Thirlmere by Graeme DougalThirlmere as we see it today is not a natural lake; it is a 3½ mile long 158 feet deep and one mile wide reservoir. It and its dam were created in 1894 from two smaller existing lakes to serve as a water supply for the city of Manchester. Thirlmere means ‘the lake with a gap’ and probably refers to the time when the two lakes existed with a narrow land gap between. At the time a wooden bridge spanned the lakes at the spot.

Thirlmere Lake Deergarth Howe Island by Graeme DougalIn creating the reservoir, the cottages and inn of the village of Wythburn were drowned along with the surrounding farms and the hamlet of Armboth. Only the church remains to remind us of the former human settlement in the area.

Picnic areas provide spots for family outings. Fishing for trout is allowed in the lake. The area around the lake offers walking trails, and car parks are located at the church and along the roads that skirt the reservoir. There is a walk along the western shore of the lake that leads through broad leaved woods to the shore and to a number of nature trails.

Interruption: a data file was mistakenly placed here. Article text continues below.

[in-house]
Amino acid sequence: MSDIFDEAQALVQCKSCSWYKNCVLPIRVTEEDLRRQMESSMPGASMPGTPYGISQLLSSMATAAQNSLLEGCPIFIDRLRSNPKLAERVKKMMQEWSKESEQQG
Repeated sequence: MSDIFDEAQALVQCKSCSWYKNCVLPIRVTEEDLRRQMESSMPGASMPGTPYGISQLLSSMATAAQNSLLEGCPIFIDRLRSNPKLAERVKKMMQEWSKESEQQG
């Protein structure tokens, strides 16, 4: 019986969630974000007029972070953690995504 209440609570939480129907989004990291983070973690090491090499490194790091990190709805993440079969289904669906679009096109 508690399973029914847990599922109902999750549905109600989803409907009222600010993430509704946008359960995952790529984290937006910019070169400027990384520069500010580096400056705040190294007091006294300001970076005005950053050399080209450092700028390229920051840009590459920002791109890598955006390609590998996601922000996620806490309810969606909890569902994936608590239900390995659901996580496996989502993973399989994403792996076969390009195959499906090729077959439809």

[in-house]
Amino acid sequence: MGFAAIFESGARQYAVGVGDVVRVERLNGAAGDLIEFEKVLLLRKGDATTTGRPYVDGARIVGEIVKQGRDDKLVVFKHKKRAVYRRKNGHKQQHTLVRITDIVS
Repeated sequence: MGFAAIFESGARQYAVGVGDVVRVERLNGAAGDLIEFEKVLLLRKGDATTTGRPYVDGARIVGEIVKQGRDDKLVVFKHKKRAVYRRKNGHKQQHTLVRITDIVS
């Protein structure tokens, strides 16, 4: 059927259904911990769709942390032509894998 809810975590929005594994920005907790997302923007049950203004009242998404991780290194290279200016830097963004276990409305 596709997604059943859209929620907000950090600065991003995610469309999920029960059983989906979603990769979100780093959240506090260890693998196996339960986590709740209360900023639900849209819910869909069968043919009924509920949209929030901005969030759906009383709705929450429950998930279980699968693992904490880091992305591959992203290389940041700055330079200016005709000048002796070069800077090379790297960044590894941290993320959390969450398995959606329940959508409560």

Thirlmere road across dam by Graeme DougalTwo paths lead upward. One goes from the west side of Thirlmere at Dob Gill near the south end of reservoir and passes through the plantations around Harrop Tarn, later descending to Watendlath by way of Blea Tarn. The other path leaves the west side of Thirlmere near the north end of the reservoir and heads across the moorland of High Tove to its summit , later descending to Watendlath.

Thirlmere rainbow by Graeme DougalThe surrounding countryside, looking up to Helvellyn (3118 ft) and the Wythburn Fells, is noted for its scenic beauty. From the summits of Helvellyn and Blencartha there are views of the lake.

Thirlmere, in central Lakeland, is devoid of human habitation and visitor facilities. It's a peaceful, quiet spot to get away from it all.

Thirlmere is just west of the A591 north of Grasmere.

Photos courtesy of Graeme Dougal

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